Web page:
“Excitement is high when Nancy delves into the theft of a fabulous sapphire formed by nature millions of years ago. Her father’s client is Mr. Ramsey, a designer of beautiful and unusual synthetic gems. He is accused of stealing the magnificent spider sapphire and exhibiting it as his own creation. In River Heights and while on a safari with a group of college students, Nancy has several thrilling experiences. In Africa, she uncovers a nefarious scheme directed at Mr. Ramsey and locates a missing jungle guide.”
What could be boring about an African safari and a couple of mysteries to solve while on the continent? You’d be surprised. In The Spider Sapphire Mystery (Amazon), there’s this sapphire with a spider embedded in it in Africa that goes missing. It just so happens that a guy in River Heights who creates synthetic gems replicates the spider sapphire. Nancy encounters a couple of dark-skinned gentlemen and assumes they are Indian, not sure why, there are lots of darker-complexioned people who aren’t Indian, but whatever, this is a Nancy Drew story.
Even for 1968, when this book was published, there’s a lot of weird stuff in this book, like the fact that the group sees an African woman perform at Emerson college and she asks Nancy to find her missing brother, not even knowing where in Africa they are going. In fact, throughout the whole book, Africa is treated more like a country and not a continent. When a city is mentioned, I said to myself “Oh, they’re going to Kenya,” you know, an actual country? It’s as if the continent is only a medium-sized country.
Of course, the trip is organized by Emerson College and students can bring along a friend if they pay the student rate, so of course Nancy and the gang are all going. Before they can even leave River Heights, Ned is kidnapped, and the crew must track him down. Clues lead them to a pear orchard. “Before anyone had a chance to get out of the car, a sedan suddenly roared up behind them. Two revolvers poked from the windows and shots were fired at the tires of Nancy’s convertible. The next moment four masked men leaped from the sedan and surrounded her car. One of the men ordered in a gruff voice, “Get out and follow us!”” Holy crap, shots fired in a Nancy Drew mystery! That hasn’t happened in a long time. I vaguely remember her packing heat in one of the first couple of books published in the 1930’s, but guns rarely go off in a Nancy Drew book.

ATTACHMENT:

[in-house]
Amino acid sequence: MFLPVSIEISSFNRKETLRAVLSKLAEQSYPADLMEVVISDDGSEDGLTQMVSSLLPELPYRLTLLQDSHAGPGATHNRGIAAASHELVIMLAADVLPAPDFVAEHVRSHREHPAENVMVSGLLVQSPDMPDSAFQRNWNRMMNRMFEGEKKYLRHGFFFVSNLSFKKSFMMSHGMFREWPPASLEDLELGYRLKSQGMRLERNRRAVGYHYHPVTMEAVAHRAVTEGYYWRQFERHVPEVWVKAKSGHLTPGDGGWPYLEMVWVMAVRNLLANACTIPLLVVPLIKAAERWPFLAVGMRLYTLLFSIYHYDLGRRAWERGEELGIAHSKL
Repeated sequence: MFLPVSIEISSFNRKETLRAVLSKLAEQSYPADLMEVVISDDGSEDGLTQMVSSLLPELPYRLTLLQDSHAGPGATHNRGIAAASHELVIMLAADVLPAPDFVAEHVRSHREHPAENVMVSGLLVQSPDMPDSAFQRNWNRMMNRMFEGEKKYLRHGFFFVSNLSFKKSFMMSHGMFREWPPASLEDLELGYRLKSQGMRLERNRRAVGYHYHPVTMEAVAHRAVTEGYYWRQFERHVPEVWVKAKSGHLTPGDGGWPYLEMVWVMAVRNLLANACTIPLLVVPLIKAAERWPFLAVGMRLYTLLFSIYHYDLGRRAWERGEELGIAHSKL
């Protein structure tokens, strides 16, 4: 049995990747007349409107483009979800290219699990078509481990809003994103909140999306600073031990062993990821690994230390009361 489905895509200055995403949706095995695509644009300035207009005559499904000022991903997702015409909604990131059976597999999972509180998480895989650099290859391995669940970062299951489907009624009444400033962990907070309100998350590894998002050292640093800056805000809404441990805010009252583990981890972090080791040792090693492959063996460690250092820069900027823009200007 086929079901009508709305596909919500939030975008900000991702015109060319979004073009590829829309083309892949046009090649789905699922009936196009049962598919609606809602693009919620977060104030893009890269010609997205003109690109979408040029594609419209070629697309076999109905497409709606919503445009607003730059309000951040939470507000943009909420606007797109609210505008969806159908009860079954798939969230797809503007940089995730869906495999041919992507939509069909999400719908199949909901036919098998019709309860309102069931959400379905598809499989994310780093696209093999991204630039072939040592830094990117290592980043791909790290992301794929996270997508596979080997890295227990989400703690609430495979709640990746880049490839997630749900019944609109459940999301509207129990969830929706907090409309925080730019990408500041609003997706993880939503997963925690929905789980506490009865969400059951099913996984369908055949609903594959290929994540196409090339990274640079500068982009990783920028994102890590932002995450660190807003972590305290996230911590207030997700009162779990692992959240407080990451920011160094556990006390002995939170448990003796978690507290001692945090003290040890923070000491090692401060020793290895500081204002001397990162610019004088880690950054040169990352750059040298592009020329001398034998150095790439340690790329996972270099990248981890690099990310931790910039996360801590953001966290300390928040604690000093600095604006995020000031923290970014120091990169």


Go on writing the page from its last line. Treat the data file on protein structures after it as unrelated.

“The two police officers looked at her admiringly. “You know, Miss Drew,” said Riggi, “you ought to be a secret agent.” “I’d love that,” Nancy said quickly.” I just thought that was funny because normally Nancy is so demure when it comes to praise or suggestion she become a detective or police officer.
The gang finally makes their way to Kenya about 35% of the way into the book and on the flight is a super hyper, overly dressed and made up young lady with an obvious blonde wig. She absolutely goes ape when the pilot asks everyone to take their seats and buckle up because of turbulence. “A few moments later the plane began to roll sharply to left and right. The craft sank again as if it had suddenly lost all of its lift. This time the plane seemed to be going completely out of control.” Can’t Nancy every have an uneventful flight. It seems the only time that happens is when she’s visiting her Aunt Eloise in New York.
Besides that peril, there are a few other things that happen. “Nancy’s thoughts were suddenly blotted out when a sack was pulled down over her head and quickly tied around her neck. ” The sack was lined with plastic, but luckily help came quickly. Also, there’s a scene where a large baboon grabs George from the Treetop House and runs off into the forest with her. Of course, it turns out to be a man in disguise, and George manages to free herself. Yay, George!
I know it’s a sign of the times that this book was written, but the following passage really upset me, even as a kid. “…commercial area where ivory auctions took place twice a year. Buyers came from all over the world. The warehouse manager showed the girls around. Tusks of elephant and rhino ivory lay on the floor.” Even as a child of the 1970’s and 1980’s, I knew that harvesting ivory was barbaric. My mom & dad let me join a few wildlife organizations because of this book as well as some lessons at school about hunting animals in the wild.
“He is a black and like so many of those people is a very fine wood carver.” Yeah, there’s just a lot of problematic issues with the way blacks are described. They’re always described as “a black” or “African black” as if a kid would forget that the book takes place there.
Ned does a fantastic Scooby Doo recap of all the bad guys had done to thwart Nancy: ““You nearly smothered Nancy with a plastic-lined sack and stuck a warning note in her hand. And you burned all the clothes and suitcases of Miss Drew and two other girls. You even stole their jewelry. After you kidnapped me, you sabotaged Miss Drew’s car and tried to keep her from flying to Africa by phoning her father’s office that I wasn’t coming. And you put acid on the handle of her suitcase to delay her work. It might have scarred her for life!””
I clearly have a lot of issues with the way the book was written, and quite frankly, even shoving that aside, the mystery was lackluster. While I’ve always enjoyed the colorful cover of the book, this is a volume of the Nancy Drew Mysteries that I won’t revisit anytime soon.
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